As if the mere season weren’t enough, however, one of my favorite comic strips, Rick Kirkman’s and Jerry Scott’s Baby Blues is on a “Days are long/years are short” kick, every day reminding me how quickly children grow up. I’ve loved this strip for years because the mom has breastfed all three of her kids, and the nursing jokes alone are worth their weight in . . . well, you get the idea. As the strip’s kids grow, they frequently remind me of the trials and tribulations of raising siblings who don’t get on all that well, which often slips my mind now that they live half a continent apart from each other and are great chums. The distance probably helps.
At any rate, unfinished business from my last post is still lurking, especially since it was originally inspired by an article in last Sunday’s Dallas Morning News: Carolyn Johnson’s piece on “The Joy of Boredom,” which I never got around to mentioning last time. As I’ve undoubtedly mentioned before, I’m fond of telling my students (when they tell me something I’ve asked them to read is “boring”) that boredom reflects a lack of imagination. I go on to boast, in my best preacherly tone, that I have never been bored in my life. It’s probably a lie, because I’m sure I’ve been faced with an interminable lecture or two, complete with bullet points, that I actually found boring. But at least I can’t ever remember being bored, and even when told to read something I wouldn’t otherwise have tackled, I always seemed to find some value in it (if only the knowledge that God wouldn’t assign me to the fires of hell for having disobeyed Sister Francisca). Nonetheless, my own students are difficult to convince, and sometimes I wish I were more like a Dominican. The fear of God was a prime motivator in my day, but the most evangelically-oriented of my students don’t seem to be cowed by visions of hell, not even when they’re illuminating Canto V of Dante’s Inferno.
Johnson’s point is that boredom is not only inevitable, but “a primordial soup for some of life’s most quintessentially human moments”:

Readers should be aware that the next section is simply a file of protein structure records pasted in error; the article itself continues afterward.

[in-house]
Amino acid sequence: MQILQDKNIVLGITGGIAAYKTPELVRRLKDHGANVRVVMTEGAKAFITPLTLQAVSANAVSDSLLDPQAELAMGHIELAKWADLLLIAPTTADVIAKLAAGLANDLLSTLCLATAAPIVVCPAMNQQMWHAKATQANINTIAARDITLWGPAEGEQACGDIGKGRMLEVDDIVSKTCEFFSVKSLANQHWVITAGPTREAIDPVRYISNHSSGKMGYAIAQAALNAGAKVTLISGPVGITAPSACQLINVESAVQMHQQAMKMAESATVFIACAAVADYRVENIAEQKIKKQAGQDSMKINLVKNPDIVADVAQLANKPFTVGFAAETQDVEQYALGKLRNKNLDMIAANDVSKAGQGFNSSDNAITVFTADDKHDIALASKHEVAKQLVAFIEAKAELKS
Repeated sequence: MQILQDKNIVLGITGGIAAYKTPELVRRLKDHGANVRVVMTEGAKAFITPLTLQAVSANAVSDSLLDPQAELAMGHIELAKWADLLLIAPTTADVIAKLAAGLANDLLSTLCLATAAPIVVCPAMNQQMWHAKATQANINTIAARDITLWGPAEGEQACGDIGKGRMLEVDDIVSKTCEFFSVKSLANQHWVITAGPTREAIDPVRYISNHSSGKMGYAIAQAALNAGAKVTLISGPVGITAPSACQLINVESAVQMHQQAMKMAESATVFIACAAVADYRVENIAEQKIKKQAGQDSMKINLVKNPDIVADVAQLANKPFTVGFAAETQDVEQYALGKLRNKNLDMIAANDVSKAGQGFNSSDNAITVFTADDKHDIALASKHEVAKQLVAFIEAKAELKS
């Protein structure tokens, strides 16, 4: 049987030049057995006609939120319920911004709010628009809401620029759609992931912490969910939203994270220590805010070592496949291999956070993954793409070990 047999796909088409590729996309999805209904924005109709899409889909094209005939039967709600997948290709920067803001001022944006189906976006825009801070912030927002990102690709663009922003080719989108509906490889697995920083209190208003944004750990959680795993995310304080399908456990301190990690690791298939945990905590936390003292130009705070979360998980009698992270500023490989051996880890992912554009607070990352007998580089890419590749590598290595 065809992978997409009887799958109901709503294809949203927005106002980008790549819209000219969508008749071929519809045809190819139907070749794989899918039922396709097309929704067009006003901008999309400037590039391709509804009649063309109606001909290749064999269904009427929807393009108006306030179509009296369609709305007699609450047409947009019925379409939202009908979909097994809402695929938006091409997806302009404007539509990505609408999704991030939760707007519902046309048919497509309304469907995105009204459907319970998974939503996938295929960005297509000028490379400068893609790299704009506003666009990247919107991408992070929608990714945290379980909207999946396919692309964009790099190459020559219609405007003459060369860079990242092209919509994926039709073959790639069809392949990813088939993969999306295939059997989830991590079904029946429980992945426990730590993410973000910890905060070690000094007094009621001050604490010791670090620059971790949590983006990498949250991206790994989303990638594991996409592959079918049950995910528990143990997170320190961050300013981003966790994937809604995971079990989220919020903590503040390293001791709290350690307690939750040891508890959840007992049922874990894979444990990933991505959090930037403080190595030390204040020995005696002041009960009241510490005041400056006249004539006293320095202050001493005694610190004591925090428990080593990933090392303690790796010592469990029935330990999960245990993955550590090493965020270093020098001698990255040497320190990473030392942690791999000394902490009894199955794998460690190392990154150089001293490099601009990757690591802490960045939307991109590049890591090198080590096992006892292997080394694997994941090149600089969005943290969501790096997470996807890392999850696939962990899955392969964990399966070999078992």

She goes on to note that technology has come to the aid of the bored, offering them myriad ways to fill up those moments of ‘microboredom’ (she’s quoting Motorola here), putting folks out of potential misery by making sure they’re engaged (whether or not in anything worthwhile) at all times.
To me, time is the important element in this assessment: the frenetic filling-up of time that seems to preoccupy modern culture more and more, so that people feel compelled to be “doing” something in addition to what they’re already doing. (Who the hell really needs to tap out a text message while driving the bloody SUV through a school zone, anyway?)
Now, I will admit to having answered my cute little iPhone exactly three times while driving on the freeway. But even just picking it up and figuring out how to answer it (I’m not exactly adept with the thing yet) was distracting enough to make me slow down and become very deliberate about my actions, and to be very happy to hang up. But most of the time I try to call home and answer any missed calls before I get on the road, so that my drive time can be spent (there’s that pesky little time is money metaphor again) sorting through the day and—oh, yes: attending to the driving of the car.
Boredom, it would seem, is tied these days to how we think of time, and the “spending” of it. Our most common cliché reflects our attitude: it flies when we’re having fun, even though the Latin (from which it probably derives) implies regret. Tempus fugit (time flees) suggests that it escapes, gets away from us. It does seem to be the case that the older we get the more conscious we are of time’s passing, and the less anxious we are for it to get away from us. The experience of time is always relative—it often dilates when we’re engaged intensely in some activity, and contracts when we’re enjoying ourselves—but our consciousness about time might also increase as we proceed, kicking and screaming, toward its “end.”
I tend to rail at my students for using the phrase “since the beginning of time” because it’s meaningless (when exactly did time begin, anyway?), and its opposite is equally silly: “until the end of time” (that’s how long I’ll love you, say the songs). Human beings are babies in the chronology of the world, but we think we’re incredibly wise (whether it’s through religious belief or scientific knowledge). And we treat time cavalierly, wasting it, spending it, losing it, gaining it, playing with our clocks and yet pretending that it’s something terribly important and unknowable. We might do better to adopt a less linear view, as many other cultures have done, or notice more carefully the “events” on our natural calendars. A cyclical, recursive notion of time might forestall boredom entirely, allowing us to incorporate reflection as part of our daily lives, and not having to snatch at it only when we have nothing better to do, or when we have “time on our hands.” The link, by the way, leads to a lovely short film about Mt. Athos, in Greece, at Easter time.
According to the Maya, we’ve only got a few years left, anyway, since their current Long Count ends on my birthday in 2012. Wouldn’t you know—just when I’m due to retire and have more time to myself.
Photo: My father holding my eight week-old son, in the chair my grandfather bought for my parents when I was born.